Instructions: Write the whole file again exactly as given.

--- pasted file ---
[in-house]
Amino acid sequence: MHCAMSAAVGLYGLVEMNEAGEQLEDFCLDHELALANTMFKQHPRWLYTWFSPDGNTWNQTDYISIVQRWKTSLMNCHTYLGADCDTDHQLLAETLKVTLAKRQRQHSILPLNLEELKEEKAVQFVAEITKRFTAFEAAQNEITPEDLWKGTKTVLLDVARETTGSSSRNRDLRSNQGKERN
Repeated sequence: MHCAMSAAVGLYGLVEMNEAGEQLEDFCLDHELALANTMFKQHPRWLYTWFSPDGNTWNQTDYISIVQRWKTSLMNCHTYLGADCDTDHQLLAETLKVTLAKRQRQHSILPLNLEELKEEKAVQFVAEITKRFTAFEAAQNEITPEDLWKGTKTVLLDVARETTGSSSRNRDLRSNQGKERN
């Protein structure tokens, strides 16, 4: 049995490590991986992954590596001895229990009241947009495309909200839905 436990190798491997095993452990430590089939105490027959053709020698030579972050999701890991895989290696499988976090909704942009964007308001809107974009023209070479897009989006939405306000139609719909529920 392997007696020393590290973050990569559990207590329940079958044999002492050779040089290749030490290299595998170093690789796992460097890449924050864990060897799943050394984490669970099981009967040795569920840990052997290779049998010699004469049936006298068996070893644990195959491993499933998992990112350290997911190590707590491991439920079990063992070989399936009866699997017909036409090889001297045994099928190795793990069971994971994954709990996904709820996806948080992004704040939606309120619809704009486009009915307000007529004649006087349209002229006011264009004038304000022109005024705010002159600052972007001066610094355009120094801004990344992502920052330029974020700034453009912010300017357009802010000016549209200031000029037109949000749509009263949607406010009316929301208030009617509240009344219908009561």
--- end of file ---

[in-house]
Amino acid sequence: MHCAMSAAVGLYGLVEMNEAGEQLEDFCLDHELALANTMFKQHPRWLYTWFSPDGNTWNQTDYISIVQRWKTSLMNCHTYLGADCDTDHQLLAETLKVTLAKRQRQHSILPLNLEELKEEKAVQFVAEITKRFTAFEAAQNEITPEDLWKGTKTVLLDVARETTGSSSRNRDLRSNQGKERN
Repeated sequence: MHCAMSAAVGLYGLVEMNEAGEQLEDFCLDHELALANTMFKQHPRWLYTWFSPDGNTWNQTDYISIVQRWKTSLMNCHTYLGADCDTDHQLLAETLKVTLAKRQRQHSILPLNLEELKEEKAVQFVAEITKRFTAFEAAQNEITPEDLWKGTKTVLLDVARETTGSSSRNRDLRSNQGKERN
């Protein structure tokens, strides 16, 4: 049995490590991986992954590596001895229990009241947009495309909200839905 436990190798491997095993452990430590089939105490027959053709020698030579972050999701890991895989290696499988976090909704942009964007308001809107974009023209070479897009989006939405306000139609719909529920 392997007696020393590290973050990569559990207590329940079958044999002492050779040089290749030490290299595998170093690789796992460097890449924050864990060897799943050394984490669970099981009967040795569920840990052997290779049998010699004469049936006298068996070893644990195959491993499933998992990112350290997911190590707590491991439920079990063992070989399936009866699997017909036409090889001297045994099928190795793990069971994971994954709990996904709820996806948080992004704040939606309120619809704009486009009915307000007529004649006087349209002229006011264009004038304000022109005024705010002159600052972007001066610094355009120094801004990344992502920052330029974020700034453009912010300017357009802010000016549209200031000029037109949000749509009263949607406010009316929301208030009617509240009344219908009561």